Tuesday, August 16, 2022

New Photos of Chinese Z-10ME Show Additional Improvements


New photos emerged through Weibo of the Z-10ME attack helicopter, an improved variant of the Changhe Aircraft Industries Corporation (CAIC) Z-10. Revealed in 2018, the Z-10ME delivered several changes over the Z-10, most notably additional armour, new sand filters for the engines, infrared suppression, and crash-resistant seats for the pilots. Reportedly, CAIC implemented these changes in response to the Pakistan Army’s requirements.

The latest photos of the Z-10ME now show it sporting additional features and new subsystems, including a top-rotor-mounted sensor; armour plating near the canopy and under the fuselage; a revised engine exhaust; possibly a new defensive aid suite that may include an electronic countermeasures (ECM) system capable of radar jamming.

file: source

Pakistan had tested the original Z-10E between 2015 and 2016. However, it opted for the Bell AH-1Z and Turkish Aerospace Industries (TAI) T129 for its future attack helicopter requirements instead. Since 2017, Pakistani-U.S. defence ties underwent a chill that resulted in Washington withholding Foreign Military Financing (FMF) and Coalition Support Funds (CSF) to Islamabad.

Pakistan wanted to use the FMF and CSF vehicles to finance the AH-1Z program. But with the CSF/FMF no longer available, the AH-1Z deal fell through. Moreover, the T129 deal fell through as well due to the U.S. refusing the release export permits for the CTS800 turboshaft engine, which powers that helicopter.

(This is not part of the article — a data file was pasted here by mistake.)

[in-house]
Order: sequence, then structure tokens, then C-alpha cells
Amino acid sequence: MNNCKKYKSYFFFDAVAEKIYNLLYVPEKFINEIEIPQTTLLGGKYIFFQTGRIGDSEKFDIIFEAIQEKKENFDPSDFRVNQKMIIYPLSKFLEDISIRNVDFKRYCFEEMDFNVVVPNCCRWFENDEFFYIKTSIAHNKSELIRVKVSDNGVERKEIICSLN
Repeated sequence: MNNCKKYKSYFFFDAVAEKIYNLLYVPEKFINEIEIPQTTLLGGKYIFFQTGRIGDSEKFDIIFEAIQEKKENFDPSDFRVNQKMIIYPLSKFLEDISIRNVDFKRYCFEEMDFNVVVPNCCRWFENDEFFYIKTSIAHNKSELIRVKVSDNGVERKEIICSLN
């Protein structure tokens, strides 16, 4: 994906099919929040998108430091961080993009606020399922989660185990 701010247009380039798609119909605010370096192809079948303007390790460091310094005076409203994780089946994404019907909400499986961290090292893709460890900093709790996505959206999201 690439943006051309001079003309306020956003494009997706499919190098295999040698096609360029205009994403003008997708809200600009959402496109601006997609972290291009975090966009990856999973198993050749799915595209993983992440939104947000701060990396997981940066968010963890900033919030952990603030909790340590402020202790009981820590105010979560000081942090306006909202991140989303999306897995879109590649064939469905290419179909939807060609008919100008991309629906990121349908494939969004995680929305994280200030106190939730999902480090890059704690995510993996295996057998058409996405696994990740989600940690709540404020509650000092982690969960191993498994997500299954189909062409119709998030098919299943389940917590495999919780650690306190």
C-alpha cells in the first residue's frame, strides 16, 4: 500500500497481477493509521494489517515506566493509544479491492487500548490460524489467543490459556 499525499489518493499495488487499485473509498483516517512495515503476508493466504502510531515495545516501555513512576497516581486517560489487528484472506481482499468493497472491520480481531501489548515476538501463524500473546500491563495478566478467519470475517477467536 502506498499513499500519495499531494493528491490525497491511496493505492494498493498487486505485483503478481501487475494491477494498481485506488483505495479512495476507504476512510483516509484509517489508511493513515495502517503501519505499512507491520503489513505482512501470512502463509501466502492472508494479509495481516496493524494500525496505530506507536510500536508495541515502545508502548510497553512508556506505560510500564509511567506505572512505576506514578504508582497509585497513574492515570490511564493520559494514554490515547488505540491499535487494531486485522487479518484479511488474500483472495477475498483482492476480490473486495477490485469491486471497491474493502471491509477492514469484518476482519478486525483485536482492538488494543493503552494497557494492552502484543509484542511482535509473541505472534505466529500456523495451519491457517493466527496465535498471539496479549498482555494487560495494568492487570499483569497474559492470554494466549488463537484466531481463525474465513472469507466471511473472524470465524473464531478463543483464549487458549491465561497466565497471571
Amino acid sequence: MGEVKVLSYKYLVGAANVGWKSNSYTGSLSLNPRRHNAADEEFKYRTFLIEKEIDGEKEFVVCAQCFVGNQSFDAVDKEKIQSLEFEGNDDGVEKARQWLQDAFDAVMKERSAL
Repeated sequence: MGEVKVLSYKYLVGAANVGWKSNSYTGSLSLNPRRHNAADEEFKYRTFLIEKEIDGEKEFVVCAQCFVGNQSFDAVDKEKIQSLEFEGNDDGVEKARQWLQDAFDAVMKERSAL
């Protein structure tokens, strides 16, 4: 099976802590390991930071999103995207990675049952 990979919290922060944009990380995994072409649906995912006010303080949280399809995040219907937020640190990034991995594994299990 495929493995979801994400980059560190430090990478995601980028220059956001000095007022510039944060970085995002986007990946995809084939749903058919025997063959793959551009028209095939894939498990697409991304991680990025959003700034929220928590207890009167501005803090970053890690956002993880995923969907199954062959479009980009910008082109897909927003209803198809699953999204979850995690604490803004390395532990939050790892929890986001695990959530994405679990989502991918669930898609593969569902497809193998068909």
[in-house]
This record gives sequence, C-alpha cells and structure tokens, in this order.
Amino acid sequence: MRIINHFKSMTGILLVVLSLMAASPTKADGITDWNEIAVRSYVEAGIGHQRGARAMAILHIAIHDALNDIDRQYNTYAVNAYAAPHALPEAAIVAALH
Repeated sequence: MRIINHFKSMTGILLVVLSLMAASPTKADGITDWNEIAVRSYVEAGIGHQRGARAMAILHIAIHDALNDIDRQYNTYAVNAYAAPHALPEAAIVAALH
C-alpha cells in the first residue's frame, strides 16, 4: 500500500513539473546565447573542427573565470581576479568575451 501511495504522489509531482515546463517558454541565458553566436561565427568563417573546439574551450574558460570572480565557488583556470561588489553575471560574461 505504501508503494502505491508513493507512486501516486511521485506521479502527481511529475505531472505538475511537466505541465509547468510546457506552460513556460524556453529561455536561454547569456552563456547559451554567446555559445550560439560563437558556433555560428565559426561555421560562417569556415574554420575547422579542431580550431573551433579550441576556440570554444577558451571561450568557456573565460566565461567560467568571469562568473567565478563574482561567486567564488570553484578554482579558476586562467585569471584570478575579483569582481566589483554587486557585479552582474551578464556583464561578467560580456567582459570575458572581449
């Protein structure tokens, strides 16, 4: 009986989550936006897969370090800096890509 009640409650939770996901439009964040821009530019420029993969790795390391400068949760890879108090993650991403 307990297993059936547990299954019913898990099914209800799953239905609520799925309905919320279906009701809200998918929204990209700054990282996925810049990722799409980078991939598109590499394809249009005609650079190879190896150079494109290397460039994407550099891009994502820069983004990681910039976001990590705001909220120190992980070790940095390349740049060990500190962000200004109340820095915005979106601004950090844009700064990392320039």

In 2020, the then Corps Commander of the Pakistan Army Aviation (PAA), Major Gen. Syed Najeeb Ahmed,  said that the PAA would consider the Z-10ME as an alternative platform.

China’s ‘Apache Helicopter’ (Z-10ME)

Background: Pakistan’s Attack Helicopter Requirements

Since 2012, the PAA had been seeking successors for its aging Bell AH-1F/S Cobra attack helicopters. While the AH-1F/S is a legacy design, it has also seen heavy use through the 2000s and 2010s as part of Pakistan’s counterinsurgency (COIN) operations. Moreover, the PAA said that the AH-F/S are also limited in a number of areas, such as their inability to effectively operate in high-altitude operational environments.[1]

Under the original modernization plan, the PAA had settled on two different platforms.

First, it acquired the AH-1Z Viper as its “heavyweight” attack helicopter. Second, it followed up with a bid for a secondary, “lightweight” platform, i.e., the T129 ATAK. In total, the PAA had 12 AH-1Zs and 30 T129s on order. However, these may have been initial tranches of a larger program.

While the PAA sought two different platforms, it did set baseline requirements for both. Basically, the PAA wanted both helicopter types to be hot-and-high capable. In other words, the PAA intended to deploy the AH-1Z and T129 in all of its main operational requirements.

The capability differences between the two had more to do with their respective roles.

For example, a Bell Textron representative told Quwa that the PAA heavily favoured the AH-1Z for its sand filtration system, which was “best in class.” In other words, the PAA was interested in using the AH-1Z for anti-armour operations, especially in its desert environments.

On the other hand, the T129 was tested for its high-altitude, hot-temperature, and endurance capabilities. However, the design was fully capable of anti-armour operations in its own right. Like the AH-1Z, the T129 could also deploy anti-tank guided missiles (ATGM).

Based on these details, the PAA wanted to deploy the AH-1Z as its mainstay attack asset. The T129, on the other hand, would be a supporting attack asset, but the primary armed reconnaissance system. In certain environments, the T129 would be the primary attack asset.


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